5. Dea says:

    What’s up with the $220+ price tag? Are you kidding me?

  6. fittenor says:

    Thanks Ben and Chef Lance!

    For the sake of efficiency (a.k.a. laziness), I keep two containers in my freezer, one for holding chicken bones (they pile up whenever I roast chicken) and another for organic vegetable scraps (carrot peels, onion skins, excess herbs, etc.). When the containers are full, I just put them in a crock pot with some additional seasonings (cloves, black pepper, bay leaves) and simmer for 24 hours. I always end up with really good, gelatinous broth. Am I still getting bone broth goodness with this method?

    1. That sounds perfect! Great idea.

      1. David Watson says:

        Can you use pork rib bones ?

        1. Yes, but like all bones used for bone broth, just make sure they come from a healthy, properly fed animal.

  7. cookecc says:

    Any insight as to why some folks don't do so well on bone broth? As a nutritionist, I've had a surprising number of clients that don't tolerate it well.

    There is also the issue of arginine, for those of us, like me, that get cold sores/fever blisters, these high arginine foods are killers!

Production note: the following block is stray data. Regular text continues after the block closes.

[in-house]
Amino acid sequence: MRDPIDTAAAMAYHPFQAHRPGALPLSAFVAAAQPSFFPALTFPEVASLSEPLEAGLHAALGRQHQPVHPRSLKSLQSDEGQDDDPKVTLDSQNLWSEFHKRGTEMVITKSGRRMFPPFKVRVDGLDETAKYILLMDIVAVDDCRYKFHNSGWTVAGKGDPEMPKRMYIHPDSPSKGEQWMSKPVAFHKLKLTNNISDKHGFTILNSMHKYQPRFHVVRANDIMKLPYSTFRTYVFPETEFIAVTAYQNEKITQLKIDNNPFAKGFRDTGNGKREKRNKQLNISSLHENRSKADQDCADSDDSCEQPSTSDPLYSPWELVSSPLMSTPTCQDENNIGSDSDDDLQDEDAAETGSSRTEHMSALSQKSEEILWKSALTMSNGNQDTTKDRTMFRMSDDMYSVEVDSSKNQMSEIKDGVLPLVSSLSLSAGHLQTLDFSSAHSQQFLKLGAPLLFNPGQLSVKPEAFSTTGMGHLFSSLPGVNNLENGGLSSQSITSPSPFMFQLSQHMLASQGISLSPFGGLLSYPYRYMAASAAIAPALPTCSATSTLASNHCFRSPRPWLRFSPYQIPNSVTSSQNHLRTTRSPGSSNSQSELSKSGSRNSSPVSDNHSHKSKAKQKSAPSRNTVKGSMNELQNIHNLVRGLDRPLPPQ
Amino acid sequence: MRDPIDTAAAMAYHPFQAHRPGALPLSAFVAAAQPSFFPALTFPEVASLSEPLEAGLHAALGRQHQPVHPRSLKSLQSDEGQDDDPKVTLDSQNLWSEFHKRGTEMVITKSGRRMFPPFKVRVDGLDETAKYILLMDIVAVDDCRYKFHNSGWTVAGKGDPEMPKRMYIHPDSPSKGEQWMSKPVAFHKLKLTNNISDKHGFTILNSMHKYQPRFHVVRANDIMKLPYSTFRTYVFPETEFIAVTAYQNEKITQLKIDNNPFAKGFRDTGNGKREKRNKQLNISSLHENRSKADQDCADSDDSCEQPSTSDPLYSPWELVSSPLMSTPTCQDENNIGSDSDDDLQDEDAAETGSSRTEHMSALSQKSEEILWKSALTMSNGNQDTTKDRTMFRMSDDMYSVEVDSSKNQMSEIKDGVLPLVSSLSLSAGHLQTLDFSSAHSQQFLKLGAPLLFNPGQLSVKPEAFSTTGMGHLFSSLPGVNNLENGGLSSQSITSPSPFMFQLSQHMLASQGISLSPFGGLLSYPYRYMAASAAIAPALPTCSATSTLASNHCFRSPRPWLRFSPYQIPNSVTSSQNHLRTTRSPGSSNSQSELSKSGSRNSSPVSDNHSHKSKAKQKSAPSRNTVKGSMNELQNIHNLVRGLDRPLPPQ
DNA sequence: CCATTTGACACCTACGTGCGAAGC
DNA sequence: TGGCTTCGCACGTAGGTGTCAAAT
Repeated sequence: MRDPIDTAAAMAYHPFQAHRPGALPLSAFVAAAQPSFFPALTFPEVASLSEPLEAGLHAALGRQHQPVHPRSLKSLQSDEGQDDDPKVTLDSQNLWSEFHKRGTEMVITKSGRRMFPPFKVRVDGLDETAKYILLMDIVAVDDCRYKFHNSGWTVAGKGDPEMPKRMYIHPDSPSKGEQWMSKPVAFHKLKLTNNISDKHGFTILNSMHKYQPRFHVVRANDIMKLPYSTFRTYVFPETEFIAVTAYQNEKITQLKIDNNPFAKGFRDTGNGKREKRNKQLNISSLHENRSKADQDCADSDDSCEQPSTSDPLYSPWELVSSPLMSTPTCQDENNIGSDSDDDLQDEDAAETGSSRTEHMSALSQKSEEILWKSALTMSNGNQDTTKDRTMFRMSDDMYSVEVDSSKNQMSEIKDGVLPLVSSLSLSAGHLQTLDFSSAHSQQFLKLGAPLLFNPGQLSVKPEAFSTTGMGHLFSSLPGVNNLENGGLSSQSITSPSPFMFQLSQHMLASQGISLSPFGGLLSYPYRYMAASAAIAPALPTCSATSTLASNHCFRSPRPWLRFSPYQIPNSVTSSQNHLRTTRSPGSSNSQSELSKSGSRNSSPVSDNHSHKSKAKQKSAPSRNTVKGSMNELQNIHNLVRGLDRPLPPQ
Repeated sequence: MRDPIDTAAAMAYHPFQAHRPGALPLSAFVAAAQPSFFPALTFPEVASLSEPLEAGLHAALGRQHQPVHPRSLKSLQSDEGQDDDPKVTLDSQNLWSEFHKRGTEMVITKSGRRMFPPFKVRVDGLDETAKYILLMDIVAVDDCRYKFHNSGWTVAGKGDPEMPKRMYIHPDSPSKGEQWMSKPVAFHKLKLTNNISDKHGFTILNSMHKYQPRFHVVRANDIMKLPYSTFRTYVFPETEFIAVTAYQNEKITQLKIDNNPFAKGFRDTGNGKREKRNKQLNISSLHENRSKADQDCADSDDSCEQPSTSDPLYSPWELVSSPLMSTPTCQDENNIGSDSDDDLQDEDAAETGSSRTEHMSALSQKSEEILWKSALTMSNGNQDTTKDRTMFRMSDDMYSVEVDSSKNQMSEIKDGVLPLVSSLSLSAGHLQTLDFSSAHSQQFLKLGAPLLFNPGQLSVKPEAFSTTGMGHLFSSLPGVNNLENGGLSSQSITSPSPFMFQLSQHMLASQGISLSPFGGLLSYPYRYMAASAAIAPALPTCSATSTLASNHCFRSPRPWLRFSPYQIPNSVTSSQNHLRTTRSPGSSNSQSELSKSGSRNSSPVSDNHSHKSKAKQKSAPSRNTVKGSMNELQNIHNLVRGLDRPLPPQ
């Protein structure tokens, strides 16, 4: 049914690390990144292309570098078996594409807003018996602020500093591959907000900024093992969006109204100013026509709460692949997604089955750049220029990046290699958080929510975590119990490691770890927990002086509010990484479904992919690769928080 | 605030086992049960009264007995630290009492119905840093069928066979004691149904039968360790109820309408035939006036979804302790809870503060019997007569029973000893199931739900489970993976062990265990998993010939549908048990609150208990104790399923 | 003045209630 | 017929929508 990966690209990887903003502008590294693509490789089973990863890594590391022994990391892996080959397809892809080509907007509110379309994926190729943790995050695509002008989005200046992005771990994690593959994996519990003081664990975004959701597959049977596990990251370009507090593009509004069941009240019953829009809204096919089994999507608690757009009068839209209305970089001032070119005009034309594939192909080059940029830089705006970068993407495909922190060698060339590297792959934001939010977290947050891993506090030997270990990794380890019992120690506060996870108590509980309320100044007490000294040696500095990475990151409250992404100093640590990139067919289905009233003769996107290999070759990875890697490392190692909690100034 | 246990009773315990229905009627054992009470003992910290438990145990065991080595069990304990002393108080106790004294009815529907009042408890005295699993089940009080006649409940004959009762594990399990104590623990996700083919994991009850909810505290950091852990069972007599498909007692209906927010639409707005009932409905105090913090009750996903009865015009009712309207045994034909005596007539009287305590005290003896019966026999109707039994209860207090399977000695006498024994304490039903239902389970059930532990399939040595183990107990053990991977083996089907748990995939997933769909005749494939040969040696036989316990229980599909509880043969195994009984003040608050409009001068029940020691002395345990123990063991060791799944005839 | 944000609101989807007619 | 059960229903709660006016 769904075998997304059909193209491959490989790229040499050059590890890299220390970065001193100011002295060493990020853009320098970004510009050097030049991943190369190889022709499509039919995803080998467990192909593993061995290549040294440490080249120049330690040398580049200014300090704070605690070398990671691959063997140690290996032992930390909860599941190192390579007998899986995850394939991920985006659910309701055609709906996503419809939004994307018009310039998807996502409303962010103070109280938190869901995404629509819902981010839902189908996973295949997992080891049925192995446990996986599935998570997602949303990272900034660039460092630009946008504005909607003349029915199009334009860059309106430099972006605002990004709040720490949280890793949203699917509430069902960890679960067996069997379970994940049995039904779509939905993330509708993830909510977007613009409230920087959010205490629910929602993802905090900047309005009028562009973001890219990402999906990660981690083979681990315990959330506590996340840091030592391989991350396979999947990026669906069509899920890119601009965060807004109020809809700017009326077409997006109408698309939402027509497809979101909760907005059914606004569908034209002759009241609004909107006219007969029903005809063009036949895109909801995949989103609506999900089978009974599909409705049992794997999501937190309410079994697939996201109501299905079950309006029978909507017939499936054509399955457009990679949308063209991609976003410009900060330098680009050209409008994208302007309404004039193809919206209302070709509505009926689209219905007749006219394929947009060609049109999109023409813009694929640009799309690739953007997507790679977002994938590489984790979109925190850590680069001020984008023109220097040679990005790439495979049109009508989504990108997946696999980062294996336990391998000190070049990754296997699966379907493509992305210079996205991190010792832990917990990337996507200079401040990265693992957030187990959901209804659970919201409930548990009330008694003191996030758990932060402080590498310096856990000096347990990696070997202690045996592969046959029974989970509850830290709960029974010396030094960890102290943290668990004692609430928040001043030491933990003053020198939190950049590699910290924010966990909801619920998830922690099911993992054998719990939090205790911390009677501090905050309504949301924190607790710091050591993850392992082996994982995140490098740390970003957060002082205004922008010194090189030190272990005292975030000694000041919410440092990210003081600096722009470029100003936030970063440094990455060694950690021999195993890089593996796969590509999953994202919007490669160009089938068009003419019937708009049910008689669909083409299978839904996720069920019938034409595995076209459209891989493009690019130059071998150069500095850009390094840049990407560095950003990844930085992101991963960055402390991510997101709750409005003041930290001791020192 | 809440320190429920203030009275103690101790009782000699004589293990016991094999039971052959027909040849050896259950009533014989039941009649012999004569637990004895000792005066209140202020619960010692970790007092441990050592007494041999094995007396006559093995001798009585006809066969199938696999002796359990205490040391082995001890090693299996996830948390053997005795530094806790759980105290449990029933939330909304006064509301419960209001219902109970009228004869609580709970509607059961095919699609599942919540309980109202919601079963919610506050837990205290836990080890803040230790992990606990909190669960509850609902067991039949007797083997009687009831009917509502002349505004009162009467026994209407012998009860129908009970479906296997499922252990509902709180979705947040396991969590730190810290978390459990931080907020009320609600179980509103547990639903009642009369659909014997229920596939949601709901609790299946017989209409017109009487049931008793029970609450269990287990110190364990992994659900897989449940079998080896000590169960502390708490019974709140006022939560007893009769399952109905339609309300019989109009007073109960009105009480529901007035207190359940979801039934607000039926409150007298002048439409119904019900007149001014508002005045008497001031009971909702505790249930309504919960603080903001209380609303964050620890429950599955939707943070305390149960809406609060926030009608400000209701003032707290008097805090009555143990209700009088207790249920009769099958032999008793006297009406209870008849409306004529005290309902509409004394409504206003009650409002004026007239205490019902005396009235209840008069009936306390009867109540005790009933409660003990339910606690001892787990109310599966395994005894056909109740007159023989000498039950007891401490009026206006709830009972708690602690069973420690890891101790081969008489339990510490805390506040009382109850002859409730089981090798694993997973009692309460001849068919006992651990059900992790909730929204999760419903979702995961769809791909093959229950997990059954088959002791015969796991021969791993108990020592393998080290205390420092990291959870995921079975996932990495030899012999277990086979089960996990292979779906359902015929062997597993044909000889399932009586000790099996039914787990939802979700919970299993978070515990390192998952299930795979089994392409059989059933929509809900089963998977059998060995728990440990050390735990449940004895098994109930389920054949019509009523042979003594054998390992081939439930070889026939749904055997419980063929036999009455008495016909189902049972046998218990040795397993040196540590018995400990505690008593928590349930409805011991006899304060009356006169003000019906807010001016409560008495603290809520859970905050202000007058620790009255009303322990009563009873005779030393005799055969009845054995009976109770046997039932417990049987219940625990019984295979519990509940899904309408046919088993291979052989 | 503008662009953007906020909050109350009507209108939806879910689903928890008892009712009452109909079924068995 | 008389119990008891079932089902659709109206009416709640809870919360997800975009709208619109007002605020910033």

1. cookin74 says:

        Yay! Thanks B.G. I love how you respond to questions and comments- very awesome. What is your middle name? I hope it's Igor, then you could be the notorious B.I.G. I'm just going to start calling you Igor. I hope it's not Andrew!

        1. It's Andrew Nathaniel. Ha! jk

  8. emilyj0922 says:

    I would also really like to know how often bone broth should be consumed to receive the health benefits. I did listen to the podcast, Ben I heard you say once a week? I currently take glutathione and collagen protein and you're right they are pricey, I would love to add this natural product into my diet and eliminate some of the cost of the other supplements I take, I heard the podcast stated that bone broth helps with precursors to glutathione and I got very excited hearing this!
    Appreciate the help, thank you.

    1. We make it in our house once a week but I eat it more often than that!

    2. Now that I'm ordering from The Brothery I'm doing a big cup of it every day (and have even used it in my smoothie), but previously I was closer to 1-2x week. There is no "too much" with this stuff, and if you can pull it off, I'd go every day!

  9. EpicShelli says:

    Great podcast. I'm sold! We are going to start drinking bone broth. Thank you for the great post.
    However, one question:
    1) How much, and how frequently per week, do we need to consume bone broth to get the health benefits of bone broth? I'm sorry if you provided this information and I missed it. I'd really appreciate the answer.
    Thanks again!

  10. kjang says:

    Does the method the chicken was cooked make any difference? For example, is baked chicken better for bone broth than rotisserie chicken? Is raw chicken bones better than cooked?

    1. The flavor will be different but that is about it. I’ve never made broth from raw chicken bones. We always cook and eat the bird first! Raw been bones are another story. They make some seriously good broth.

  11. bzmark says: